Maui economy and GMOs rank as top concerns.
Katherine Kama‘ema‘e Smith
At the Maui Native Hawaiian Chamber of Commerce Business Fest on Thursday, Oct. 2, Mayor Alan Arakawa and Mayoral Candidate Tamara Paltin answered questions posed by Maui business people. It was no surprise that the Maui economy and the moratorium initiative on genetically modified food placed high on their list of questions. Agriculture is the oldest lasting economic sector, and small business provides the only other diversification from tourism—Maui’s biggest cash crop.
Forum Moderators Mahina Martin and Ron Vaught allowed both candidates seven minutes to talk about their platforms, and two minutes to address each of five questions.
The Native Hawaiian Chamber does not endorse candidates or issues, but hosts educational forums where the public can hear directly from the candidates. Maui Weekly reports to offer readers perspective on these candidates, and what they would like to accomplish in the next four years, if elected.
Paltin is a 2009 graduate of University of the Hawai‘i Maui Campus Business Department Fellowship. She was born on O‘ahu and raised on Hawai‘i Island. She has been and ocean safety officer at Honokahua Bay at Fleming Beach Park for 13 years. She is the executive director of the nonprofit Save Honolua, which, over the past seven years, created public awareness and facilitated the purchase of 270 acres of land at Honolua Bay from Maui Land and Pineapple Co. Ltd, with $20 million of state funds. The funds will be invested and the returned interest will supplement the pensions of MLP pension beneficiaries.
Paltin said that although the Maui community does not change, the direction of the administration changes every four years. She would look for the best people to fill the nearly 60 patronage jobs in county administration, open communications with the County Council and establish an open and transparent administrative process. She wants to create more win-win collaborations and get people to work together for the future generations and those who want to retire here. She wants to work with people and with nature.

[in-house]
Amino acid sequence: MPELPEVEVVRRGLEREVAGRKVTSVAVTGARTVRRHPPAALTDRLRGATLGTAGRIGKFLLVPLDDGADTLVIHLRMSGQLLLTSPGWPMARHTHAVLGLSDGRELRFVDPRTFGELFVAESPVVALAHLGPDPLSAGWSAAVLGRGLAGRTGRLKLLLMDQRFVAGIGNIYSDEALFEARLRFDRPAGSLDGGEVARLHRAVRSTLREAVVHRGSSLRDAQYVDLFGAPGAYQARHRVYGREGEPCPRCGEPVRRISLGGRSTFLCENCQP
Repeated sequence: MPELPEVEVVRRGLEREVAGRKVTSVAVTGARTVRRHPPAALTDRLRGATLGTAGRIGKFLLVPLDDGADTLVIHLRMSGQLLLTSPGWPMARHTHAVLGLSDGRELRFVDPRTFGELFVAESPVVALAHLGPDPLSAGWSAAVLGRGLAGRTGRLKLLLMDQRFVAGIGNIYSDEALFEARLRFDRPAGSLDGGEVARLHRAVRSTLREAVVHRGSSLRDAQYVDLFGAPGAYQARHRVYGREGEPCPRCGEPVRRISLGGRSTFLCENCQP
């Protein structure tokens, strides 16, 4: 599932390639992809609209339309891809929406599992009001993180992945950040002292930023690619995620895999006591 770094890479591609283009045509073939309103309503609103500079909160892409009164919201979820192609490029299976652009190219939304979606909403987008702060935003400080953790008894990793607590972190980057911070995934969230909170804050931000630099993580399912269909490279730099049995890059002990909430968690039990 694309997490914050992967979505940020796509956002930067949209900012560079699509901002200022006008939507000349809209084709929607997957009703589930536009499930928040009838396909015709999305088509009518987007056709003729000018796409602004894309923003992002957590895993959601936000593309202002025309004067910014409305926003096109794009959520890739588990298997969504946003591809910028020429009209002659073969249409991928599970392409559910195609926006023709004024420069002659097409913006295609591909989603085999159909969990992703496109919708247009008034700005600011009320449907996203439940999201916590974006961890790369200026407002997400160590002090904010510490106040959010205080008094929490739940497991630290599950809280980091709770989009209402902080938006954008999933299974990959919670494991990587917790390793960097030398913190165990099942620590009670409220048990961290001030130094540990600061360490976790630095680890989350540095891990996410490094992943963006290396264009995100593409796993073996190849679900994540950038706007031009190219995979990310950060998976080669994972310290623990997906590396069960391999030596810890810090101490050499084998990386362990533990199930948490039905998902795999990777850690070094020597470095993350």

Mayor Arakawa said it is very important for the mayor to know everything that is going on and to put people in touch with what is going on. He has been involved in Maui’s transition from its plantation days to today, such as redirecting water from plantations to all parts of the island’s growing community. Maui roads need constant repair and filling potholes is not enough—it means taking out old roads and building new roads. The mayor referred to photoelectric power that the county has installed to save electricity, using new technology to attack old problems. He said that in 1970, Maui was ahead of technology, recycling water. But now the county has to find ways to use the R1 (recycled) water for farms and irrigation at the hotels. He sees this being accomplished through cooperation between private partners and agencies.
Mayor Arakawa said that someone has to pay for new programs and studies such as global positioning system studies on traffic, and opportunities to go to electric vehicles, which call for centralization of some services and utilities. He also wants a task force on education to look at preschool education for keiki under 5 years of age. It’s a time, he said, when we learn 80 percent of all we are going to learn or ever know. He wants an educational plan for early childcare and preschool so Maui County will have education for all.
Mayor Arakawa also is concerned about helping the homeless, continuing healthcare for the mentally challenged and creating a long-term care facility for mental patients. These are huge challenges. As mayor he said he has to be thinking of all the areas that need to be addressed. He said his role is problem solver. When problems come up, the county turns to the mayor. The county legislators find problems, but his role is to find solutions.